Alternate Property Tax Model
So after whining about my Property Tax bill, I think I have come up with a simple(r) model for Property Tax valuations which could make lives simpler (simpler for me). Remember that Property Tax is a Wealth Tax, taxing the apparent value of your house.
Simply put, your Property Tax is set when you buy your house. When the price is set, that is what your property taxes will be based on, until the house is sold again. It no longer is a wealth tax or a perceived value tax.
Sounds easy doesn’t it? The municipalities could tweak it so that they could add an inflationary increase each year, so that their incomes could slowly increase. Maybe a check on the valuation at sale (i.e. the City can have an independent body valuate the house at sale time and then base property taxes on that value), in case folks try to sell houses for $1 or the like.
- Property tax increases would be limited year over year to only an inflationary increase. Currently in Ottawa Property Tax has been going up higher than inflation in terms of percentage of perceived value.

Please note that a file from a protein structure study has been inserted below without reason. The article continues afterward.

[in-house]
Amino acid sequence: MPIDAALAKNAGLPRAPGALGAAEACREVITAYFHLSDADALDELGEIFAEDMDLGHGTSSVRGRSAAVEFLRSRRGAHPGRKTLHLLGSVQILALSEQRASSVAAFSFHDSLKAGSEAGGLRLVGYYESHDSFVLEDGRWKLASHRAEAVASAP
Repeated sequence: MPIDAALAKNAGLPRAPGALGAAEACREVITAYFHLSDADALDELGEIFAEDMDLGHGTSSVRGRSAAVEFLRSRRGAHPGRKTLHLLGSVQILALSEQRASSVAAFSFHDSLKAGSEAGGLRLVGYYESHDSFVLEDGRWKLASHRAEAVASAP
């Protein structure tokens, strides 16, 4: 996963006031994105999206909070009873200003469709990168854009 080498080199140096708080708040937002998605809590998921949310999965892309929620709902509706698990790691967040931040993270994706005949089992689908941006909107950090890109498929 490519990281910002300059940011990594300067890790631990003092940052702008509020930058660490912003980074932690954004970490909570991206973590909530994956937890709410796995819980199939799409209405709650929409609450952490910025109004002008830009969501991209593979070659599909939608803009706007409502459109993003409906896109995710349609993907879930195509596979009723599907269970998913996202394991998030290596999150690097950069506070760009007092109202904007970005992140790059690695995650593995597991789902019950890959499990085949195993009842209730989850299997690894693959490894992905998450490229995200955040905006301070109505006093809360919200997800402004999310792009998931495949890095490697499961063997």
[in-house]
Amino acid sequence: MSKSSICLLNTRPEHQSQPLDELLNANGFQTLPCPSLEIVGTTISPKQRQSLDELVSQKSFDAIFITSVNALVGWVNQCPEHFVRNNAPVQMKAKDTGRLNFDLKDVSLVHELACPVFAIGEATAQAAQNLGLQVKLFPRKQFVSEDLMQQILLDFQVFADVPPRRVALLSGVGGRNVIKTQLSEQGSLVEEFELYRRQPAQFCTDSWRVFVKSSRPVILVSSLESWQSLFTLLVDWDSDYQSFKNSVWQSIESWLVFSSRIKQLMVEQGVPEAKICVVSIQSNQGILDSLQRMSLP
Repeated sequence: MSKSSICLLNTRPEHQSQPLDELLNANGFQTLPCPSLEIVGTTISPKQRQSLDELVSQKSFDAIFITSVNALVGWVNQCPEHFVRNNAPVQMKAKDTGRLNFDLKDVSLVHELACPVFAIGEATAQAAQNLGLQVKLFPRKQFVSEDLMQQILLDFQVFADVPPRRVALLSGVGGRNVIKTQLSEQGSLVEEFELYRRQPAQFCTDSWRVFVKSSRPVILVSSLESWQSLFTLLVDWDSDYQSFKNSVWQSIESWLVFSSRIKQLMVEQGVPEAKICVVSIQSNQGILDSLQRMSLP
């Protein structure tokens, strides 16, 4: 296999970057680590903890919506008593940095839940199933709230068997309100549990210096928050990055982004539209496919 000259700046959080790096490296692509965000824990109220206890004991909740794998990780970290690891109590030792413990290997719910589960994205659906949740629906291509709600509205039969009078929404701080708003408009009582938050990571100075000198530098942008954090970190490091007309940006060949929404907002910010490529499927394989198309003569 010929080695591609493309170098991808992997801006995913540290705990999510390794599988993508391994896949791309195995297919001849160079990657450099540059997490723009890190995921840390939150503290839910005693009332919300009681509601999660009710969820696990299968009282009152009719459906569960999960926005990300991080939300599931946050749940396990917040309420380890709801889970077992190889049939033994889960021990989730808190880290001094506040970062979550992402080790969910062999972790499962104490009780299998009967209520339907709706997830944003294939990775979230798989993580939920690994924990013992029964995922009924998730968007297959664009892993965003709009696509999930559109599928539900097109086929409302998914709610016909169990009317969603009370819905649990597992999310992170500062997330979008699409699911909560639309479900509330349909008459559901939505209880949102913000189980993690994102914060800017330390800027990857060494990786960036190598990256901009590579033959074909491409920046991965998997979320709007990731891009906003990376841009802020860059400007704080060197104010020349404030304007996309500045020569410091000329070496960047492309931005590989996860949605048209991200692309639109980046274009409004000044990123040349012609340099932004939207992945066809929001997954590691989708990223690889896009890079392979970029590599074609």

- If someone stays in their house for a long period of time, they will not end up having to sell their house because their neighbourhood suddenly went “up scale” and their Property Taxes have sky rocketed (as in Vancouver), good for Fixed Income seniors.
- May cause a boom in contracting work for upgrading houses, since it’s value will not increase unless it is sold (i.e. why move to a bigger house, when it ends up being cheaper to add a room to my current home)
- Less yearly paper work with new valuations and warning home owners of the pending change.
- Municipalities incomes may not be as large as they need them to be and it may force them to cut services (to run a balanced budget)
- Tom-foolery and shenanigans are still possible given there can be manipulations of these systems, like we have seen with rent controlled properties and such.
- Might throw cold water on the housing market, with folks maybe staying in an older house, instead of buying a brand spanking new one, because it costs more (and the older house has been inhabited in for a while)
Opinions? Should I write this one up and present it to the Ottawa City Council as a progressive and exciting way to move forward in the 21st century? Maybe if I add a Green element to it, it might be an easier sell (it will help the environment, because it will slow housing developments)?
Rewritten from an article in 2010.